Here is the moment where the human sees their full suffering; their full insignificance. The clown is a metaphor for the cosmic joke that is human existence… a joke that is as sweet and beautiful as it is sad, and sad as it is beautiful and sweet. The other dancer is a human who is drawn into the orbit of this clown, becomes entangled in the realization of their insignificance, a crashing realization that is brought to life by the haunting music of the Antlers. Their song “Kettering” immediately positions the audience into an otherworld atmosphere, one that slowly builds in tension, a brimming undertow, that finally engulfs the dancers halfway through with a magnificent drop. From there, the dancers move into contact. Their interaction is far more dialogic, designing each other’s movements with a spontaneous flow of information, kinesthetic, visual, tactile, emotional… The dance is completely improvised from beginning to end. Continuing with the cosmic references, I wanted to explore how we as dancers could imitate the behavior of stars and planets in outer space. Of course, my love of spinning and spiraling was a natural fit, but deeper inspection revealed a range of motion triggered by gravitational pull, slinging, trembling, as well as the power of internalizing the process of a star… in imploding into a blackhole, thereby creating a new internal universe. I was reminded of Emerson’s saying about how during our darkest winter, we may discover an invincible summer within us. And the philosophy of Carl Sagan that reminds us of our insignificance in this grand universe, as well as our connectedness through the stardust in our DNA. This philosophy leads me to see everything as neither good not evil, just as is… the stories we attach to things help us to heal, to make sense of, to give meaning to and importance to what happens in our lives. But in reality, we could attach any story. We could attach a thousand stories. The only thing that is real is what we feel in our hearts in that moment. Perhaps the only thing that is real is love?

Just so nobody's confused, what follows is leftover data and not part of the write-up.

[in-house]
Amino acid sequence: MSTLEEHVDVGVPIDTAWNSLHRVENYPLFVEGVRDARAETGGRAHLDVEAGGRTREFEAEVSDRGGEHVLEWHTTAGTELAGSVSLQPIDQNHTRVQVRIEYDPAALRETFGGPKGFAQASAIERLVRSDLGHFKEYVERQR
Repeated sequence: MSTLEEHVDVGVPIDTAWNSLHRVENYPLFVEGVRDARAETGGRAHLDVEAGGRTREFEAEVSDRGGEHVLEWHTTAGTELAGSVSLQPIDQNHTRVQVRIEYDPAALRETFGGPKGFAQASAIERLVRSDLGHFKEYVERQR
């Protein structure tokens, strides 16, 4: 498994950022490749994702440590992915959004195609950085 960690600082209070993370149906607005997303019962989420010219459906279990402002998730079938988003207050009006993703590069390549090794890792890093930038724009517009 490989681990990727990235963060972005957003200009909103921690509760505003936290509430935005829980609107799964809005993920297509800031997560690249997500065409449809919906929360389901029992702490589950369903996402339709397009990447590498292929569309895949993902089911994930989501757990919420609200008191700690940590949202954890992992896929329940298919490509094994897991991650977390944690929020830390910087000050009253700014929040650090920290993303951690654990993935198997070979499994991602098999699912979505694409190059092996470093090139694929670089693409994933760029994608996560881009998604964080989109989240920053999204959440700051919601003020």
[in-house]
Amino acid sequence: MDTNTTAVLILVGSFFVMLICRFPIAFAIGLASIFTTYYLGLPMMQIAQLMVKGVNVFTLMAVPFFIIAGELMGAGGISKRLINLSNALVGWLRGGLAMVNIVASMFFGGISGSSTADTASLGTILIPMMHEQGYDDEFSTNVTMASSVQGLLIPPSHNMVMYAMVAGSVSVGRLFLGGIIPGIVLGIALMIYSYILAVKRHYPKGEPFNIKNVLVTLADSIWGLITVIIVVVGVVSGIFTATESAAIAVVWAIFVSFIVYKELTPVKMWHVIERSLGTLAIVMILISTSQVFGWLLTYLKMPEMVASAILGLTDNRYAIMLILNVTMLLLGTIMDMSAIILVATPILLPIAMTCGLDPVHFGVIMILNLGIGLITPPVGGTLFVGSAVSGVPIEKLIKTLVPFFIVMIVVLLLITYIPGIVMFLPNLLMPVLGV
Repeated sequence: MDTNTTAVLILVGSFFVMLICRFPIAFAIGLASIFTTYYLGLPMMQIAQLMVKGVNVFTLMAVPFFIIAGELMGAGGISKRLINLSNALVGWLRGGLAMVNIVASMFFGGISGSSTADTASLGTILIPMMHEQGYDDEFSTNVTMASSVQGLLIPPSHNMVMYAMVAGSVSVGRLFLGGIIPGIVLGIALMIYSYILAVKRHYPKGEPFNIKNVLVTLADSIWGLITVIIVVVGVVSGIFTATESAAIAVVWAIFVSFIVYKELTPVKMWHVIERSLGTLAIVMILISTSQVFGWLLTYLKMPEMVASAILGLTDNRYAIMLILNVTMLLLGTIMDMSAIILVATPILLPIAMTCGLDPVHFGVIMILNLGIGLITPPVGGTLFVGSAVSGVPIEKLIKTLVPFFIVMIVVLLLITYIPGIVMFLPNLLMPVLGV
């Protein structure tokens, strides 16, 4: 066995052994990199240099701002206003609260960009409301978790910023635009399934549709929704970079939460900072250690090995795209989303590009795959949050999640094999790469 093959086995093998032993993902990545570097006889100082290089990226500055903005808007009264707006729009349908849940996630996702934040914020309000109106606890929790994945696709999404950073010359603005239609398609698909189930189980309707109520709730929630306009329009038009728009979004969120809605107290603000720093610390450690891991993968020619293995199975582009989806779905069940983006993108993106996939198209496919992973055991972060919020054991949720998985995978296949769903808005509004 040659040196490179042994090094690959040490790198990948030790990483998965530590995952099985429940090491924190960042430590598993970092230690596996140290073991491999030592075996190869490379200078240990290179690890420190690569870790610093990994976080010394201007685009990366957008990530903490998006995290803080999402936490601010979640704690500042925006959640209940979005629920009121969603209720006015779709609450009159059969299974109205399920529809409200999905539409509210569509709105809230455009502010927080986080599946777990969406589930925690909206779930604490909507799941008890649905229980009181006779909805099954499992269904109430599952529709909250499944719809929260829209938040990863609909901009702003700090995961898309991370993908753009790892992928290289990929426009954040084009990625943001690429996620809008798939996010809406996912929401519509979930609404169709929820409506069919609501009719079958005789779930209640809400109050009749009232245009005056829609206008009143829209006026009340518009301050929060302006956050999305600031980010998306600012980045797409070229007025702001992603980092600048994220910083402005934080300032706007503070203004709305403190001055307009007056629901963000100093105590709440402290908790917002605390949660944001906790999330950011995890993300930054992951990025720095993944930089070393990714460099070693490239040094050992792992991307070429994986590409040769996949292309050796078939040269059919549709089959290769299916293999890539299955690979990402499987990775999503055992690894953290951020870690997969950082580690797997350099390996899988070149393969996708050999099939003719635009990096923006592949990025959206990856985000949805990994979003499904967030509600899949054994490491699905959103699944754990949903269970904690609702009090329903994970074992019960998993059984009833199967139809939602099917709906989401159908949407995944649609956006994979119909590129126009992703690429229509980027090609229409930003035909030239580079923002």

Through the elements of contemporary dance and contact improvisation, we honoured this idea of creating in real time. Being authentic to that moment. I was inspired not only by the intellectual concept, by the interaction with my contact partner Gabe Reese, by my connection to spiritual realms and the music, by my secret internal universe of love and dreams and human experience, but to the audience, who I felt breathing with us. Which brings me to the final part of being made of stars... we are all connected.
The nitrogen in our DNA, the calcium in our teeth, the iron in our blood, the carbon in our apple pies were made in the interiors of collapsing stars. We are made of star stuff… We look at stars at say, “look at those things of beauty”… but they are mortal like us. They are burning like us. Falling apart like us. The stars say: look at these things of beauty, these sad human beings. Their end, just as insignificant as their beginning, is inevitable. Yield that gravitational pull. Dance like a wounded bull. Your stage is a pale blue dot in a faraway place. You’re beautiful. Collapsing, human being. I can barely remember you, only see your trace, an echo of a memory, a whisper in space. So be kind to one another, let your compassion not rust, as beneath your foolish attire, look at us...We are all made of stardust. (The introduction I wrote based on the writing of Carl Sagan.)
Many thanks to the producers of Threshold, Sian Bhala of Opalesque Dance and Holly Wodetski.
For more photos (gratitude to Tidal Creations photography) visit here.
To hear the beautiful song by the Antlers, click here.
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